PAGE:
Identifying your audience may be valuable, but quality content works both ways, too. When content is created as part of a digital PR campaign and with SEO in mind, it can help your audience recognize you.
As you pop up in SERPs and on industry publications, you begin to ingrain yourself in the minds of your target audience. They see your brand associated with your industry and the pain points you can help them address. This sows the seeds for them to come to you when their needs prompt them to action.
Along with general awareness, optimized content can drive visitors to your website. This primarily comes through the boost in search engine traffic that can come when you rank higher in SERPs (more on that in a minute).
However, you can also develop higher levels of organic traffic when you interact on social media platforms, send emails, create videos, write guest posts, and otherwise create content that engages consumers looking for solutions you can provide.
When you create content, especially onsite content, it puts your business on Google’s radar. As your brand becomes associated with industry keywords and is saturated with quality backlinks to high DA (domain authority) websites, you begin to show up higher in search results.
This process can take time. SEO results don’t happen overnight. However, given that time, you can see a bump in search rankings, which can be a major contributor to that all-important flow of organic traffic.
This goes hand-in-hand with establishing authority. One of the best ways to provide value to your customers is by educating them in areas where you are a subject matter expert (SME).
You can demonstrate SME value by providing complex industry concepts in digestible formats. You can also create “how-to” articles, answer feedback and FAQs, and generally provide your target audience with the solutions to their pain points.
Along with educating, great content can help you engage with customers. This invites those interested in your brand to interact with you and create meaningful experiences.
Engagement can be anything from answering a quiz or providing feedback to participating in AMAs (ask me anything), interacting on social media, or emailing back and forth. Regardless of the format, use the opportunity to cultivate deeper relationships.
The process of generating leads is a crucial part of a successful business model. It ensures that your business has a steady flow of fresh digital faces that have the potential to turn into loyal customers.
Content has the power to generate leads at a low cost. When a piece of content is keyword-rich, linked properly, and infused with technical SEO, it can attract organic traffic to your website indefinitely.
Once you’ve improved your visibility and generated a lead, you need to nurture it. This comes from building interest, credibility, and trust.
High-quality content can accomplish all of these things. An SEO-optimized blog can improve SERP rankings. An email drip campaign can spark interest. Guest posts can boost credibility. Together, all of these establish trust. They turn a lead into a potential customer ready to make a purchase.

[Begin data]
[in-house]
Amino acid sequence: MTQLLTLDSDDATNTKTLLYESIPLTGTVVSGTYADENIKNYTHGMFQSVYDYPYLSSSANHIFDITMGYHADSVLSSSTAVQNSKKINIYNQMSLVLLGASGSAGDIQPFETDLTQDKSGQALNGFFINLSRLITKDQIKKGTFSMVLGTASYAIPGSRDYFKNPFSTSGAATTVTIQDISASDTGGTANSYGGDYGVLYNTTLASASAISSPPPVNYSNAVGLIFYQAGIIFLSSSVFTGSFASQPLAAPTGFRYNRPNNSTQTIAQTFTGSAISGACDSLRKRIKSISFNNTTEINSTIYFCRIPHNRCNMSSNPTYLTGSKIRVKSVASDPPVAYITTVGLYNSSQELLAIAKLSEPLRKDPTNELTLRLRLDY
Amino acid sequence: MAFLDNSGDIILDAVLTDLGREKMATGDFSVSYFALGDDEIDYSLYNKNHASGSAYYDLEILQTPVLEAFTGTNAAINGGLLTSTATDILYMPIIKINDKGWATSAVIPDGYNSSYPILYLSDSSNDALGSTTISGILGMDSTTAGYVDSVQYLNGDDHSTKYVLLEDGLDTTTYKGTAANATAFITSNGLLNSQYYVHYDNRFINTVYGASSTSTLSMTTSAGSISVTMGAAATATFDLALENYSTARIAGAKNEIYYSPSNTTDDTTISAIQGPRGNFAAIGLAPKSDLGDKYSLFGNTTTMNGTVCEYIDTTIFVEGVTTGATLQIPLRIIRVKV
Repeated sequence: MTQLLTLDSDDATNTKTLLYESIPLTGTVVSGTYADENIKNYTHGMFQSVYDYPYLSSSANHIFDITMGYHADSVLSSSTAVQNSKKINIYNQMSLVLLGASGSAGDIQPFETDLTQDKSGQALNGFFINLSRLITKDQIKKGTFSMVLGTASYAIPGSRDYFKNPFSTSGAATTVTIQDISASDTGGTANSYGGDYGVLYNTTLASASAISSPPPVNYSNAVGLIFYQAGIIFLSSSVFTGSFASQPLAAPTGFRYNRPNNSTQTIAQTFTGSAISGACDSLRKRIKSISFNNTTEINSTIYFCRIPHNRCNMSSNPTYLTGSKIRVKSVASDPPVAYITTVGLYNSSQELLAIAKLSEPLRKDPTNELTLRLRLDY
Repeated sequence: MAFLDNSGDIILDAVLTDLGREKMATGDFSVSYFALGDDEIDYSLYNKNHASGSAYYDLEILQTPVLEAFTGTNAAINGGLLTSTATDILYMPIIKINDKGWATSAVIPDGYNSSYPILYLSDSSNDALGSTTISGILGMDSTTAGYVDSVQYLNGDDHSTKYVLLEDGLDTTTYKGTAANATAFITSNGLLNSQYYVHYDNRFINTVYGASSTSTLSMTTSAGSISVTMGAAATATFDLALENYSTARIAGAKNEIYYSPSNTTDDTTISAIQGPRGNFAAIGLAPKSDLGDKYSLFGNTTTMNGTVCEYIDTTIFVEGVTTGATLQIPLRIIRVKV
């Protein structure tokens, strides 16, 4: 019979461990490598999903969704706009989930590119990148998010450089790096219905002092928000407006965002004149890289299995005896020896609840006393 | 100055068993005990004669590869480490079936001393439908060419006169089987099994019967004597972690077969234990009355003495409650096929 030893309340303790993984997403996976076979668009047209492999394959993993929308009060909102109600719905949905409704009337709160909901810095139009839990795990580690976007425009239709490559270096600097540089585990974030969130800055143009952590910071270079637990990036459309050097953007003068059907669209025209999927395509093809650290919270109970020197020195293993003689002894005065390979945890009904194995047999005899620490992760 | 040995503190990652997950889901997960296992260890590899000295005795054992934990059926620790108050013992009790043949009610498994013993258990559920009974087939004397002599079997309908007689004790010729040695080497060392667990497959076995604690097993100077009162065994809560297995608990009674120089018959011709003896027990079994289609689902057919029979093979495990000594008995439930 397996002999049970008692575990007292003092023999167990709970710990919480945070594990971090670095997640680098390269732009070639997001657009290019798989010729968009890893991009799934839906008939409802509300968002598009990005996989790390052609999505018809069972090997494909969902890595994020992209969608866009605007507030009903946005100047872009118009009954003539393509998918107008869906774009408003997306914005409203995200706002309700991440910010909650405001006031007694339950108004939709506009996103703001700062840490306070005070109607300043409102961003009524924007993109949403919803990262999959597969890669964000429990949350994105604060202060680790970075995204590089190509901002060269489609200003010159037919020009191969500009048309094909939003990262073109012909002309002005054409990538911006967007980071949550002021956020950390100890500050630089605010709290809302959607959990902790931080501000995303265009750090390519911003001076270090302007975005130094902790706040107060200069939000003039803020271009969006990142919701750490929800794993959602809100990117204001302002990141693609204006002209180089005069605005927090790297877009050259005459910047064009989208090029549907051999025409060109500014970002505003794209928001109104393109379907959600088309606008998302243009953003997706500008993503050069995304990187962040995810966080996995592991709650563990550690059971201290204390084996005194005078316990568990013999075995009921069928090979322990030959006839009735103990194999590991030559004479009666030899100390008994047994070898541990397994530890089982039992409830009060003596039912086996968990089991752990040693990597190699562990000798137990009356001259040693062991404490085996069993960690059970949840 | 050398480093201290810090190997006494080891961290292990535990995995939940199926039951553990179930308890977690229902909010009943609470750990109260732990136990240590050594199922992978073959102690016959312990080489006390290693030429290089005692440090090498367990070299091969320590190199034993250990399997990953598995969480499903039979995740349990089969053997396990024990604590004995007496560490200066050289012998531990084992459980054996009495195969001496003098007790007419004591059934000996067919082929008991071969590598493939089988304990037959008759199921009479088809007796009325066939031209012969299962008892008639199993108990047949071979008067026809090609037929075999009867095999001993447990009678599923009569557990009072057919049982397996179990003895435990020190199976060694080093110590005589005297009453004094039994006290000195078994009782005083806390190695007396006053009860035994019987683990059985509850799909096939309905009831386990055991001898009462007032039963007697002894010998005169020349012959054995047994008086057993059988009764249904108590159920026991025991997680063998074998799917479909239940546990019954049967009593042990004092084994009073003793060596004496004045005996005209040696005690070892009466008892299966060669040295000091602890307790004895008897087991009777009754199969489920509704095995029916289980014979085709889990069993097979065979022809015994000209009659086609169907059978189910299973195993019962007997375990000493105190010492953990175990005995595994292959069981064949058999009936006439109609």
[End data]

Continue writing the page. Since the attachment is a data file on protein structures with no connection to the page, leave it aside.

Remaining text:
Once you’ve established your authority, provided value, and led a consumer through the customer journey to the point of making a purchase, your content can continue to serve as a way to foster loyalty. Brand loyalty is hard to come by. Once won, you want to invest in maintaining and improving it over time.
Content can do that by providing quality self-help support to existing customers. Instructions, manuals, step-by-step troubleshooting tips, and other support documentation can keep your customers happy and loyal to your brand as they use your products and services.
The process of cultivating loyalty in existing customers doesn’t just keep them happy. It can also help customer retention.
When your customers know they can use your content to answer their questions and receive ongoing, up-to-date support, it encourages them to stick around. That way, the next time they need to make a purchase, you can count on repeat business without the need to attract and nurture them, as was the case when they were new leads.
With so many options at your fingertips, it can be hard to know which content goals to set. One important factor that makes this easier is knowing how to measure content marketing success and KPIs within larger content marketing strategies.
As you create goals to guide your content based on your business objective, you want to consider the best KPIs to track to make sure that you are both achieving them and that they’re having their desired effect. Here are a few KPI examples that you can use to determine if you’re hitting the different goals listed above:
Note that all of these KPIs relate to building overall topical authority in your industry. They track how well consumers are seeing, recognizing, and engaging with your brand. They are KPIs that each reflect the level of trust your target audience has that your brand can solve their problems.
Setting KPIs for content marketing is an important step in ensuring that your content performs well. Consider partnering with a content marketing agency if you need some help creating a content marketing plan. They can help take each piece of content that you create and align it with your larger content strategy.
At the same time, the nuances of each content type, uses, and objectives at play allow you to use content marketing goals to achieve precise benchmarks within a larger content marketing strategy. Use them to keep you on course and ensure that every ounce that you invest in content pays off in the long run.